(Law360-Zach Zagger) A New York appeals court on Thursday found that daily fantasy sports contests, like those offered by DraftKings and FanDuel, are illegal, striking down a 2016 law that unconstitutionally expanded gambling in the state.
Upholding a lower court ruling, The New York Appellate Division, Third Department, said so-called interactive fantasy sports contests fit within the state’s penal code definition of gambling because the results of the contests depend on the performance of players outside the control of the games’ contestants. The appeals court struck down the law because it violates the state’s constitutional prohibition on expanding legal gambling. Continue reading…
Deja vu. Daniel Wallach wrote this four years ago predicting this the outcome.
(Law360-Daniel Wallach, June 21, 2016, 11:34 AM EDT) The months-long legislative battle to legalize daily fantasy sports in New York has mercifully ended following an all-day Friday/early Saturday morning marathon session, culminating in the passage of NY Senate Bill 8153 by an unexpectedly wide margin (45-17) in the Republican-controlled chamber, nearly 12 hours after the New York Assembly (the other chamber in the statehouse) passed an identical version of the DFS bill by a lopsided 91-22 vote. But while the legislative battle may be over (with New York Gov. Andrew Cuomo expected to sign the measure into law within a matter of days), that does not necessarily mean that DFS has cleared its final legal hurdle in New York. A constitutional showdown may be on the horizon. Continue reading…
(Sports Illustrated-Michael McCann) The electronic sign-stealing scandal in Major League Baseball is now the subject of multiple federal lawsuits.
DraftKings contestant Kristopher Olson recently filed a 52-page complaint that directly links the cheating scandal to consumer rights. Olson argues that MLB, the Houston Astros and the Boston Red Sox engaged in unlawful business practices at the expense of himself and other daily fantasy sports contestants. Olson aims for his lawsuit, which will be tried in the U.S. District Court for the Southern District of New York and presided over by Judge Jed Rakoff, to become certified as class action. Olson hopes that the case culminates in a successful jury trial where he and more than 100 other class members are collectively awarded at least $5 million in monetary damages. Continue reading…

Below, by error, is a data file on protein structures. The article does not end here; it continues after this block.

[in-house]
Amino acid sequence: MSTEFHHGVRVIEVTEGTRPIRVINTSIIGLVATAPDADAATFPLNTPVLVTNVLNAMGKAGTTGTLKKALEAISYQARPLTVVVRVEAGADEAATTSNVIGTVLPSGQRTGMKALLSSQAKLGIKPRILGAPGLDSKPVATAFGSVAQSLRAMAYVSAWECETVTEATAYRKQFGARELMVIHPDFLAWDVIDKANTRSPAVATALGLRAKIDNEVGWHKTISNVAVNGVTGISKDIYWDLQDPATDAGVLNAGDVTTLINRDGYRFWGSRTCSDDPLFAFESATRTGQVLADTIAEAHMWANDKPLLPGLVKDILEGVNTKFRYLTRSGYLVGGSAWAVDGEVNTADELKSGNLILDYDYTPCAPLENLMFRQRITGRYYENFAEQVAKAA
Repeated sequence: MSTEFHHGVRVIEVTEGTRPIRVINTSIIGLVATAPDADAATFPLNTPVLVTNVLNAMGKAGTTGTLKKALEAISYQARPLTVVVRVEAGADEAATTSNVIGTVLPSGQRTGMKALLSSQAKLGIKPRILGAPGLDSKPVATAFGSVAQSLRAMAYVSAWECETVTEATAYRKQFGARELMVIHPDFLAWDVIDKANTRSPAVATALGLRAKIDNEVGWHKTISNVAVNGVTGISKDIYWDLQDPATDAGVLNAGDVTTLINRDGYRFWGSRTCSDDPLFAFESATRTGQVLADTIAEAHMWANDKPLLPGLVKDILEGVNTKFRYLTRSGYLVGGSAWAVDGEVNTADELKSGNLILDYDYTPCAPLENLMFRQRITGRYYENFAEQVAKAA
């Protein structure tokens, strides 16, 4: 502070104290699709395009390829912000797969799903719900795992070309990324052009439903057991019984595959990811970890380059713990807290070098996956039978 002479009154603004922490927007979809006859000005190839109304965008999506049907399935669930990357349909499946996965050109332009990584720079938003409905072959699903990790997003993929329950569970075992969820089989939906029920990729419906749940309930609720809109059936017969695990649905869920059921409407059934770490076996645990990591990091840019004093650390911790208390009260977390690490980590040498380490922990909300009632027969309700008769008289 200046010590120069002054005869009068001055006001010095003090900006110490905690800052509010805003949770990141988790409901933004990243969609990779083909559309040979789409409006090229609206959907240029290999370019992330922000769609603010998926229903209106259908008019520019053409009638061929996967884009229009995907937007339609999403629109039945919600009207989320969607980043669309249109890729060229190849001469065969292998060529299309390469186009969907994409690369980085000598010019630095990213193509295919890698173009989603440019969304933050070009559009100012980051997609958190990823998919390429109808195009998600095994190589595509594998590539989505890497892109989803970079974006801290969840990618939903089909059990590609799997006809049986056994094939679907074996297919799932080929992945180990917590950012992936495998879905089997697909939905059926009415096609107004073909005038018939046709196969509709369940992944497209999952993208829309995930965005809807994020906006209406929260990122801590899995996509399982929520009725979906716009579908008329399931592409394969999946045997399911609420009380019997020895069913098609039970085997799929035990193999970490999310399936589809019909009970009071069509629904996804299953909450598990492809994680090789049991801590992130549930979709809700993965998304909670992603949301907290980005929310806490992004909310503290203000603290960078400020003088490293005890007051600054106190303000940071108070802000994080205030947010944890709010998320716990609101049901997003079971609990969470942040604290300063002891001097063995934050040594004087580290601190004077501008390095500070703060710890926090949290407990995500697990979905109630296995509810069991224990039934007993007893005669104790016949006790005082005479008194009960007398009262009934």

(ESPN-Chris Mortensen & Adam Schefter) In a critical step that may change the NFL landscape for at least the next 10 years, the NFL Players Association will convene again after Super Bowl LIV to conditionally vote for or against a 17-game regular-season schedule that likely would commence in 2021 as a new collective bargaining agreement is on the brink of a make-or-break situation, according to sources.
All 32 team player representatives, along with the NFLPA executive board, will meet at an undisclosed location to review a 10-year labor contract for the second time within a week that, as one source described, the players have the option to “accept the one thing they hate, a 17-game season, in exchange for 10 or more things they want.” Continue Reading…
Recent filings for many of these cases as well as others can be found in our new feature, The Docket in addition to the numerous case files in our Document Cloud Project.
NFL Game Pass crashes for international fans during final three minutes of Super Bowl (The Athletic-Daniel Popper)
$123M in fake Super Bowl merch seized by CBP, DHS, ICE ahead of big game (Fox News, Wilmington-Victor Garcia)
The NFL Is Hiring Its First Vice President Of Sports Betting (Legal Sports Report-Brad Allen)
What Will It Take to Stop Service Time Manipulation in MLB? (Sports Illustrated-Michael McCann)
Ex-White Sox Workers Indicted In Ticket-Selling Scheme (Law360-Craig Clough)
USAG Bankruptcy Pulls Abuse Victims Into Insurance Fight (Law360-Zach Zagger)
Olympic Committee Insurer Aims To Salvage Coverage Suit (Law360 -Jack Queen)
Cristiano Ronaldo’s Rape Case Was Always Likely to End Like This (Sports Illustrated-Michael McCann)
Barstool Sports Faces New NLRB Charge Over Union Mockery (Law360-Braden Campbell)
Advocates Say DOJ Should’ve Tried To Undo Live Nation Deal (Law360-Matthew Perlman)
While you’re here you might want to check out this Advocacy for Fairness in Sports investigative story. A follow-up is in the works for next week. (Spoiler alert: We finally located the doctors and more.)
Who Hid the NFL Disability Doctors?
Sometimes what you see tells a story. Sometimes what you don’t see tells an even bigger one. Both statements are true when it comes to the NFL’s Bert Bell-Pete Rozelle Retirement/Disability Plan.
Players have a very difficult task in qualifying for disability benefits, especially if their injuries are related to their careers, and the most difficult level of all to qualify for is “Active Football,” which means the player became disabled within six months of the end of his career. Often players leave the game injured and think they’ll get better. Often they try to rehab for more than six months before they give up and decide to apply for disability, but should they wait six months and a day after their last game, they’ll be forever locked into a lower benefit tier without extensive litigation and often even when they litigate.